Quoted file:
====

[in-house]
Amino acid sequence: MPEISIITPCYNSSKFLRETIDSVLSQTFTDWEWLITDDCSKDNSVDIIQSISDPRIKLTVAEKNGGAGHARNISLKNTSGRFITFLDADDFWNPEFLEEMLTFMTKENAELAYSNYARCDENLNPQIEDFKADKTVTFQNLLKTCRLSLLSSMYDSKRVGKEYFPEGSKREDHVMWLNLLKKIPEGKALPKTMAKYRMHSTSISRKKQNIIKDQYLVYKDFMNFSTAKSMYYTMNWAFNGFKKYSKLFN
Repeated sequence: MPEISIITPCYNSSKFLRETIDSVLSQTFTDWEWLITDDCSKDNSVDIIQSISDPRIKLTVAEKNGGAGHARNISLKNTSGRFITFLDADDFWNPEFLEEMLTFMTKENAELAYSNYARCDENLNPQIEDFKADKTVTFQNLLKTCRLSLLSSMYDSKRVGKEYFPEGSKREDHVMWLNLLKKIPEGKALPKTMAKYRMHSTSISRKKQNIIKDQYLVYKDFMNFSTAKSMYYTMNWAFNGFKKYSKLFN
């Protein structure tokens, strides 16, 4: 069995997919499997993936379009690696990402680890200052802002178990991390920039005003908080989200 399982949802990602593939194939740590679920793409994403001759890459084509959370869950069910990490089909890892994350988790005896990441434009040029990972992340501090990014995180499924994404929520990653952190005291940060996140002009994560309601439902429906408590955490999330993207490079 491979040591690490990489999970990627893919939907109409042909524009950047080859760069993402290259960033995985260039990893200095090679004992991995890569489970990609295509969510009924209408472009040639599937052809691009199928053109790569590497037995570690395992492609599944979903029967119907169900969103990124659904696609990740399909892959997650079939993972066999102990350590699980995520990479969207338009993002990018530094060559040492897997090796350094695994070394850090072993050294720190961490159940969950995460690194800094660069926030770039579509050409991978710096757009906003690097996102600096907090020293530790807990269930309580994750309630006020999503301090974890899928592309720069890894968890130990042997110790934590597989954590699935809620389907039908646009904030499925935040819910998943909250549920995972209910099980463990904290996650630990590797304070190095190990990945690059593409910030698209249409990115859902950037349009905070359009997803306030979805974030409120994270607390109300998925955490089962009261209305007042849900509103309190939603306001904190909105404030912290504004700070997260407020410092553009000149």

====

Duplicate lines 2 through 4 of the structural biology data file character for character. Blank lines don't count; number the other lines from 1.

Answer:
Amino acid sequence: MPEISIITPCYNSSKFLRETIDSVLSQTFTDWEWLITDDCSKDNSVDIIQSISDPRIKLTVAEKNGGAGHARNISLKNTSGRFITFLDADDFWNPEFLEEMLTFMTKENAELAYSNYARCDENLNPQIEDFKADKTVTFQNLLKTCRLSLLSSMYDSKRVGKEYFPEGSKREDHVMWLNLLKKIPEGKALPKTMAKYRMHSTSISRKKQNIIKDQYLVYKDFMNFSTAKSMYYTMNWAFNGFKKYSKLFN
Repeated sequence: MPEISIITPCYNSSKFLRETIDSVLSQTFTDWEWLITDDCSKDNSVDIIQSISDPRIKLTVAEKNGGAGHARNISLKNTSGRFITFLDADDFWNPEFLEEMLTFMTKENAELAYSNYARCDENLNPQIEDFKADKTVTFQNLLKTCRLSLLSSMYDSKRVGKEYFPEGSKREDHVMWLNLLKKIPEGKALPKTMAKYRMHSTSISRKKQNIIKDQYLVYKDFMNFSTAKSMYYTMNWAFNGFKKYSKLFN
């Protein structure tokens, strides 16, 4: 069995997919499997993936379009690696990402680890200052802002178990991390920039005003908080989200 399982949802990602593939194939740590679920793409994403001759890459084509959370869950069910990490089909890892994350988790005896990441434009040029990972992340501090990014995180499924994404929520990653952190005291940060996140002009994560309601439902429906408590955490999330993207490079 491979040591690490990489999970990627893919939907109409042909524009950047080859760069993402290259960033995985260039990893200095090679004992991995890569489970990609295509969510009924209408472009040639599937052809691009199928053109790569590497037995570690395992492609599944979903029967119907169900969103990124659904696609990740399909892959997650079939993972066999102990350590699980995520990479969207338009993002990018530094060559040492897997090796350094695994070394850090072993050294720190961490159940969950995460690194800094660069926030770039579509050409991978710096757009906003690097996102600096907090020293530790807990269930309580994750309630006020999503301090974890899928592309720069890894968890130990042997110790934590597989954590699935809620389907039908646009904030499925935040819910998943909250549920995972209910099980463990904290996650630990590797304070190095190990990945690059593409910030698209249409990115859902950037349009905070359009997803306030979805974030409120994270607390109300998925955490089962009261209305007042849900509103309190939603306001904190909105404030912290504004700070997260407020410092553009000149």